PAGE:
3. MyffyW Silver badge

      A "cracker" is a somewhat dry biscuit commonly eaten with cheese.

      Not to be confused with a craker - a genetically engineered variant of homo sapiens from the Margaret Atwood novel Oryx and Crake.

      Under His eye.

  4. Anonymous Coward
    Anonymous Coward

    Every hour on the hour

    The guards should wake him in his cell every hour....

  5. Anonymous Coward
    Anonymous Coward

    American justice in action

    With a judge called Bruce Lee, he was lucky to get out of the courtroom alive.

    Seriously though, this is just another example of the "justice" system bent on revenve and retribution, with no regard for the overall outcome for the society. How is it in the society's interest to pay for incarceration of a non-violent offender for a few years, and then make the person effectively unemployable for life due to the criminal record - so that he'll have to either become a career criminal or be a burden for the rest of the society?

    For us non-USAians, the lesson is clear: regardless of whether you have done anything wrong, stay as far away from the US justicd system as humanly possible.

    1. Florida1920

      Re: American justice in action

      effectively unemployable for life due to the criminal record

      He'll be eminently qualified to work in a call center selling time shares over the phone.

    2. ratfox

      Re: American justice in action

      How is it in the society's interest to pay for incarceration of a non-violent offender for a few years, and then make the person effectively unemployable for life due to the criminal record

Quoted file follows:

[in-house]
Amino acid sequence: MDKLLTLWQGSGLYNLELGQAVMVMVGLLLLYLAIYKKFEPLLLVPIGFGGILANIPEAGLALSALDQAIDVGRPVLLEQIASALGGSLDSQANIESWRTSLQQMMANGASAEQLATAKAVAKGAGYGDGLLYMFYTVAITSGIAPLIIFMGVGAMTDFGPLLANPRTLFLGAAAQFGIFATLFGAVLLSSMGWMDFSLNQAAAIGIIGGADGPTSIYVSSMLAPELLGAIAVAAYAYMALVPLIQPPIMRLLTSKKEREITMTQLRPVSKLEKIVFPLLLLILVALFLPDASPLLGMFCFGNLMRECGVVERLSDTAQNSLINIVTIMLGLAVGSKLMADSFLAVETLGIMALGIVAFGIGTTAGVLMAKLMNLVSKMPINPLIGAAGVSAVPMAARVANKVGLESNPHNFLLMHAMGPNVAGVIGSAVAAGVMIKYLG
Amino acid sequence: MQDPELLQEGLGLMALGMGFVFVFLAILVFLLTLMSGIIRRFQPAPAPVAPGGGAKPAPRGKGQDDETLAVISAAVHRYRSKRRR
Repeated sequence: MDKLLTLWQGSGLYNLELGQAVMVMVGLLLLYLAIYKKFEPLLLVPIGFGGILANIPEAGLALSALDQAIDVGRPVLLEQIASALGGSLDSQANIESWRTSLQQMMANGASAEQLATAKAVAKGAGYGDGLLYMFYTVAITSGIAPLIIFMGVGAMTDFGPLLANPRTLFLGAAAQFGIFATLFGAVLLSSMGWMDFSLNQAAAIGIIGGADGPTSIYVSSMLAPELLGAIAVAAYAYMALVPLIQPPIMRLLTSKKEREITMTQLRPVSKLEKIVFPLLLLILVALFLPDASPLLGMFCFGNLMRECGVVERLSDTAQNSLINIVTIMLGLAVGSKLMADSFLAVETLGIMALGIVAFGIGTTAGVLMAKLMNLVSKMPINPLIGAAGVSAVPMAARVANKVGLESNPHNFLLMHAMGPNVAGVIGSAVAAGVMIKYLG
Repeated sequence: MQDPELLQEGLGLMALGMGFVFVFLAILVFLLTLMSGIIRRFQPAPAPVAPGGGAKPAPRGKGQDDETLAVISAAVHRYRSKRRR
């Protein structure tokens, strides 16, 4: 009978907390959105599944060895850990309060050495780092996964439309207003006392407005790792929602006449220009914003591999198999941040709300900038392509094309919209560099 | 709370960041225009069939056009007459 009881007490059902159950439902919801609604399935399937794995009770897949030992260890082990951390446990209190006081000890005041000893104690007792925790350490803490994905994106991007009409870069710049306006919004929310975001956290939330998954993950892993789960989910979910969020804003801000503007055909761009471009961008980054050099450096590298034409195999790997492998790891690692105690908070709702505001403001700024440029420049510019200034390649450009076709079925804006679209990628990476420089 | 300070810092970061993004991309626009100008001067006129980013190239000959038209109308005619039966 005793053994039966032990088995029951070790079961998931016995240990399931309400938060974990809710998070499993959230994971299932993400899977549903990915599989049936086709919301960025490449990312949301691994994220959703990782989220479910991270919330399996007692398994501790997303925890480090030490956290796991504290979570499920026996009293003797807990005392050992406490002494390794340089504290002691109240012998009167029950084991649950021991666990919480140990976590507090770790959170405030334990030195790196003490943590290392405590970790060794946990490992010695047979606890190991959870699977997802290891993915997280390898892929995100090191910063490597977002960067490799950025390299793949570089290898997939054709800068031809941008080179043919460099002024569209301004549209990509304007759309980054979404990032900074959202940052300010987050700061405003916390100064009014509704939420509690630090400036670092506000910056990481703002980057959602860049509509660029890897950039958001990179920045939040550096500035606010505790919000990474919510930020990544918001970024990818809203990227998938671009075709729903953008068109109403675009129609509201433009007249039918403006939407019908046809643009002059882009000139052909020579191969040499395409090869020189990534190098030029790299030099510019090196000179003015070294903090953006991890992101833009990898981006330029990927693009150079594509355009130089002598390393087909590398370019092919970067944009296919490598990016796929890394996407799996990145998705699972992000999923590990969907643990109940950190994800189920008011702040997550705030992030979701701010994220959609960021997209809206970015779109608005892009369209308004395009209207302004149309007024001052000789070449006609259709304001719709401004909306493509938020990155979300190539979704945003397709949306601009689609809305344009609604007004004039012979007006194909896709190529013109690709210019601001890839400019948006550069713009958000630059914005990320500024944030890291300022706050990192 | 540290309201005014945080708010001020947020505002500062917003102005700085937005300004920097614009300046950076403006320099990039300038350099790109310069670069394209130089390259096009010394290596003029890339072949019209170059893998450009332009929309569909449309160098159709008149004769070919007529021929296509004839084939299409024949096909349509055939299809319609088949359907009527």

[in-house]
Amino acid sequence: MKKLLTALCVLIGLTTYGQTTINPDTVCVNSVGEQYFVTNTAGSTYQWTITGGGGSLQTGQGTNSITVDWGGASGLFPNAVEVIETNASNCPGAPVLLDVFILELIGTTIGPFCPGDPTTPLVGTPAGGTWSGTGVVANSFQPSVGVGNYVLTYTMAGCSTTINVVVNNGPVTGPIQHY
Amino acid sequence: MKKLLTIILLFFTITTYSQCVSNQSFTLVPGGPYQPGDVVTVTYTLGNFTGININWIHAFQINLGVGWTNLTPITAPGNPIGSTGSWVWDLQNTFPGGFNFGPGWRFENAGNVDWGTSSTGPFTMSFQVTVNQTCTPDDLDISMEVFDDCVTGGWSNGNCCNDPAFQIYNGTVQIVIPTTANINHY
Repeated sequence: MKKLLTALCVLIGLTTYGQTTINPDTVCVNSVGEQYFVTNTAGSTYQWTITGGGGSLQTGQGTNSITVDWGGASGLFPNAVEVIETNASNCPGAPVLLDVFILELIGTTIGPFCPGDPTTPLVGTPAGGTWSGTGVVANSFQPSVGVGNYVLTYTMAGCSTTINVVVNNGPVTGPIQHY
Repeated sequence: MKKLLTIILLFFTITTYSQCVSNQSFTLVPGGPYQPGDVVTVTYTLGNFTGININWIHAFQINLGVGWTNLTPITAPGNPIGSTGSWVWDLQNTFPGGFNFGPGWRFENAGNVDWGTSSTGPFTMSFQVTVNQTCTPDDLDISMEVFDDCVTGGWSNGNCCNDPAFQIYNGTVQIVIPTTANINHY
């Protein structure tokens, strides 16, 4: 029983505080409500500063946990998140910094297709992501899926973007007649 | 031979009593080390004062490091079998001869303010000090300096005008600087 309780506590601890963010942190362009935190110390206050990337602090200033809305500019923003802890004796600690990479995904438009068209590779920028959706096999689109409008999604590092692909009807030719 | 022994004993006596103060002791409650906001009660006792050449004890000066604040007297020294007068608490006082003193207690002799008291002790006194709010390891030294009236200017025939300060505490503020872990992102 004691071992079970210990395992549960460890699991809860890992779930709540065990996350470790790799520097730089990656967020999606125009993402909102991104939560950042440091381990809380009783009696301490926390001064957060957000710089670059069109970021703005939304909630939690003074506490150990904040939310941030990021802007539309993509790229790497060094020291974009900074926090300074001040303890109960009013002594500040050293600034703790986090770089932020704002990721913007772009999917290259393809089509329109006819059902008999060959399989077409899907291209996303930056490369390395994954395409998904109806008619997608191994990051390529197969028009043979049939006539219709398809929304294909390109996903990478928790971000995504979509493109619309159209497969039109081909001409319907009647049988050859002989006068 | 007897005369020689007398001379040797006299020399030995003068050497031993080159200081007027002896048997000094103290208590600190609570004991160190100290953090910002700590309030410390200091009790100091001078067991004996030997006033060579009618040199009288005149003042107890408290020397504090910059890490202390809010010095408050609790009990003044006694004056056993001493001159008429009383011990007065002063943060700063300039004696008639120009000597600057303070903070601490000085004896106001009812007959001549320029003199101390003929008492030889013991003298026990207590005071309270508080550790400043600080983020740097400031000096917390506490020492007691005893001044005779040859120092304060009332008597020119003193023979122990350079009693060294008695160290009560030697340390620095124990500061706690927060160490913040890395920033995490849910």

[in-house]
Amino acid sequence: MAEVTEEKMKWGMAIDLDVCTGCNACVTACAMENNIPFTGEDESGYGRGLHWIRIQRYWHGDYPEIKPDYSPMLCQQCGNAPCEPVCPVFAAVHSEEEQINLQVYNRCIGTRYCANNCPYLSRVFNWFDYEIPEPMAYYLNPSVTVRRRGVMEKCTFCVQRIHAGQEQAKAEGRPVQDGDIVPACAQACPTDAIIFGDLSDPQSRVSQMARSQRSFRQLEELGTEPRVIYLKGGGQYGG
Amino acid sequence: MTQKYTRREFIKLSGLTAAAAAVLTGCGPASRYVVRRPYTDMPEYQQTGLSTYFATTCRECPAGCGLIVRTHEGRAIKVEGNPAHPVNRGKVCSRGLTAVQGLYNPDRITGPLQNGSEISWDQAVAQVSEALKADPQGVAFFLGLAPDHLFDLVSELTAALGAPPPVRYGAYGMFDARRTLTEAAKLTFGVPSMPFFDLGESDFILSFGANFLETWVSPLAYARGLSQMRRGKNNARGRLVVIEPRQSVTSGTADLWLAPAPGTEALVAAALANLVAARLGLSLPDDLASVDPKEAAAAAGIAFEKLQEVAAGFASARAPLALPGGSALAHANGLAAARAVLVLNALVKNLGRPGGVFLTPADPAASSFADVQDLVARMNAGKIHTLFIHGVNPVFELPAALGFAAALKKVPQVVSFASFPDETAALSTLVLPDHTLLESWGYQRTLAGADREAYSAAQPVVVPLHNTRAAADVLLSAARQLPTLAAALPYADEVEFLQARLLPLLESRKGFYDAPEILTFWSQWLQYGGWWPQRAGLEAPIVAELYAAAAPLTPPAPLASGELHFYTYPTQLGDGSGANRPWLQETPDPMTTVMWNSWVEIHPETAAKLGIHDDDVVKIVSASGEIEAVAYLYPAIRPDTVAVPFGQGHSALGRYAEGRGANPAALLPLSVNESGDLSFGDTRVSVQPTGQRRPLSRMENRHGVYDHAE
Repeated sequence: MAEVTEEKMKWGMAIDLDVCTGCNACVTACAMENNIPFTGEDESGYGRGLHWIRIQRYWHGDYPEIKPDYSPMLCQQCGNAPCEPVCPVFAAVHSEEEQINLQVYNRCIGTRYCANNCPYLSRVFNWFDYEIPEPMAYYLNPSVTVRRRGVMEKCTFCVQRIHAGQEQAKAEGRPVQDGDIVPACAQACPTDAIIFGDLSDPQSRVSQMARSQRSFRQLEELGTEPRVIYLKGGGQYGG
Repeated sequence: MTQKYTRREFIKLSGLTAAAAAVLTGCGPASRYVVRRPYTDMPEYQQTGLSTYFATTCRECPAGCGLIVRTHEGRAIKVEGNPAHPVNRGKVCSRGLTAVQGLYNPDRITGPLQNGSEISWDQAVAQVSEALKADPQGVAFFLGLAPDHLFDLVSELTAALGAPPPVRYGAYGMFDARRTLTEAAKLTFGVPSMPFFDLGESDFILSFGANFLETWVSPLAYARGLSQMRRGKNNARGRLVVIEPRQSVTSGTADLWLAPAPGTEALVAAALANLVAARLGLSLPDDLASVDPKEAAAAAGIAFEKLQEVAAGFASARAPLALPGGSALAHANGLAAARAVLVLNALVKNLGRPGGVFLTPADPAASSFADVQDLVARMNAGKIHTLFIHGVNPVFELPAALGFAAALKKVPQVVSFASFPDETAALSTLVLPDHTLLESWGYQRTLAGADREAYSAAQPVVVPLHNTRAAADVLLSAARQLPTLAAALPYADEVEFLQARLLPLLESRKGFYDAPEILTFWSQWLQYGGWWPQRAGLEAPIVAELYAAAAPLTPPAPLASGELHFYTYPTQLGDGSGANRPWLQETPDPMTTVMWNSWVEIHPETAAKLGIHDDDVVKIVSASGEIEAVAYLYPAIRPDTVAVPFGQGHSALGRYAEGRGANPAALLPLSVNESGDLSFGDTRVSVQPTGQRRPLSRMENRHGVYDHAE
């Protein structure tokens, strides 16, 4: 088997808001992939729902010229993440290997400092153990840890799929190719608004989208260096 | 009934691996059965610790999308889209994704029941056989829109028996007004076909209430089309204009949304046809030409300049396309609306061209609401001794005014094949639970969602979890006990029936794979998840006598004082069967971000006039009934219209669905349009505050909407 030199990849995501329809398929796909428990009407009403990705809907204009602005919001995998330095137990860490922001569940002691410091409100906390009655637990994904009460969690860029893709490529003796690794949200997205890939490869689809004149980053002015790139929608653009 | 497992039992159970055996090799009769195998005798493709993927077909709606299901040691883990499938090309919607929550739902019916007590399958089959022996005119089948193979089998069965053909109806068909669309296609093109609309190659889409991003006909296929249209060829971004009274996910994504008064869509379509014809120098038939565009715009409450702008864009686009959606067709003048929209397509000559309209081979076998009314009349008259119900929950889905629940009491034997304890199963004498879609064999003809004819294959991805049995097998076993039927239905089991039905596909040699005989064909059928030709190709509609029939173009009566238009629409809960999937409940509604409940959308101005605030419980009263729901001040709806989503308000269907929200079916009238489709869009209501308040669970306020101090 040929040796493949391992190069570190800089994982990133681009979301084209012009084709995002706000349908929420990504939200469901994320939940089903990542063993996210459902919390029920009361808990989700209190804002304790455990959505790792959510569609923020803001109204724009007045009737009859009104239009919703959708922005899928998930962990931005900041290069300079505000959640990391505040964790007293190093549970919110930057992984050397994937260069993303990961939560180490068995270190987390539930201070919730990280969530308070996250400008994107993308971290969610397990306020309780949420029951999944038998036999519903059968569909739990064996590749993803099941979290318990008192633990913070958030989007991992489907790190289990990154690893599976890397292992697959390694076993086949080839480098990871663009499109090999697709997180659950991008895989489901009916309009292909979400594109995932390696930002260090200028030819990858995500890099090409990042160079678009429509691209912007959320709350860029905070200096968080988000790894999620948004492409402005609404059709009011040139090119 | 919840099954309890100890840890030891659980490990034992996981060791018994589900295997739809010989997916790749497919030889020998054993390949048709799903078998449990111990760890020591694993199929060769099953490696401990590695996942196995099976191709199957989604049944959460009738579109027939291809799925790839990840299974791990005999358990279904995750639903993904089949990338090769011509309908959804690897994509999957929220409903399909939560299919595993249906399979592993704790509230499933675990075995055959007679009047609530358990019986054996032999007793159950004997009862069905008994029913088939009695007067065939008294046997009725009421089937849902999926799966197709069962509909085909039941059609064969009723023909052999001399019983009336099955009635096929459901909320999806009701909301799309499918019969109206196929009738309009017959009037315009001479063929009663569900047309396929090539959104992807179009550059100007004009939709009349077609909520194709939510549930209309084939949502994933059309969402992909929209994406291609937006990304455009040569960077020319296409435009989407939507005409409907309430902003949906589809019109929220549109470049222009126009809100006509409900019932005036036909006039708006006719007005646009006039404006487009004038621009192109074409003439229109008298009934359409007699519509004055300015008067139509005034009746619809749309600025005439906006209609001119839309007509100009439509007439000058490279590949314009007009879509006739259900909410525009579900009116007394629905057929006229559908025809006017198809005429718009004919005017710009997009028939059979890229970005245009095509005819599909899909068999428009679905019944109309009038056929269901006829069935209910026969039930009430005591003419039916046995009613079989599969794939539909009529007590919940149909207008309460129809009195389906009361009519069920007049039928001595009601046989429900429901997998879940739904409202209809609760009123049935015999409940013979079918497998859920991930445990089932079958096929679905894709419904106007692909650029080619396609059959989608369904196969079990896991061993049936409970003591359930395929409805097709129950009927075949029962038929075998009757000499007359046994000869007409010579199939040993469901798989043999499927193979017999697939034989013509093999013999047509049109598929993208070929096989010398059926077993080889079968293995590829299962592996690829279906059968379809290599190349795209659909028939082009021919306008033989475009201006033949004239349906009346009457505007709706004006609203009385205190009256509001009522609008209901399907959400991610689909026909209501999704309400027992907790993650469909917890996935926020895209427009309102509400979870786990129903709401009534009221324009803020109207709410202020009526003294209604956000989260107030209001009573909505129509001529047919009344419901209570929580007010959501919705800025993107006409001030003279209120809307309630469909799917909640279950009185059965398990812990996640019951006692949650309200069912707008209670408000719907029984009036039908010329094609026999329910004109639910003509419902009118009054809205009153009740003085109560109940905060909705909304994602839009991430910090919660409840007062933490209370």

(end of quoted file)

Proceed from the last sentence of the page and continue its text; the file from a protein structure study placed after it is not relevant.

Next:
Same as most punishments: deter others from following his footsteps. Unfortunately, what he did is both easy, and terribly costly to society. There is a high risk that many other "activists" would find it a very "funny" way to fight the system. A bit like swatting.

      So it's very important to send a clear message that doing this will absolutely ruin your life.

      1. Anonymous Coward
        Anonymous Coward

        Re: American justice in action

        So it's very important to send a clear message that doing this will absolutely ruin your life.

        I am glad to see that you agree with me that this has nothing to do with justice. Rather, it is about instilling compliance through fear.

        There are two problems with this approach. Firstly, people breaking the law do not expect to be caught. They may believe they are smarter than the law-breakers before them (which is usually wrong), or they simply may know the criminal clearance statistics, and deliberately choose crimes which pay well but are rarely solved. For this reason, tightening criminal penalties only deters people who are very unlikely to break the law in the first place. If you need an example close to home, look at the effect of the ever-increasing penalties for drug offences in the US. Beyond keeping the jails bursting with inmates, it was and remain nil. Why do you expect hacking offences to be any different?

        The second problem is that you can only ruin somebody's life once. Once you have done so, the society has effectively lost all non-violent ways to influence and control that person's behavior. That is simply not a very smart or effective way of running your affairs - it requires an ever-growing security machinery, creating the risk that this machinery will eventually consume the entire society. Not terribly unlike that happened in the DDR, the USSR, or that is happening in DPRK now.

        1. Anonymous Coward
          Anonymous Coward

          @AC

          "There are two problems with this approach."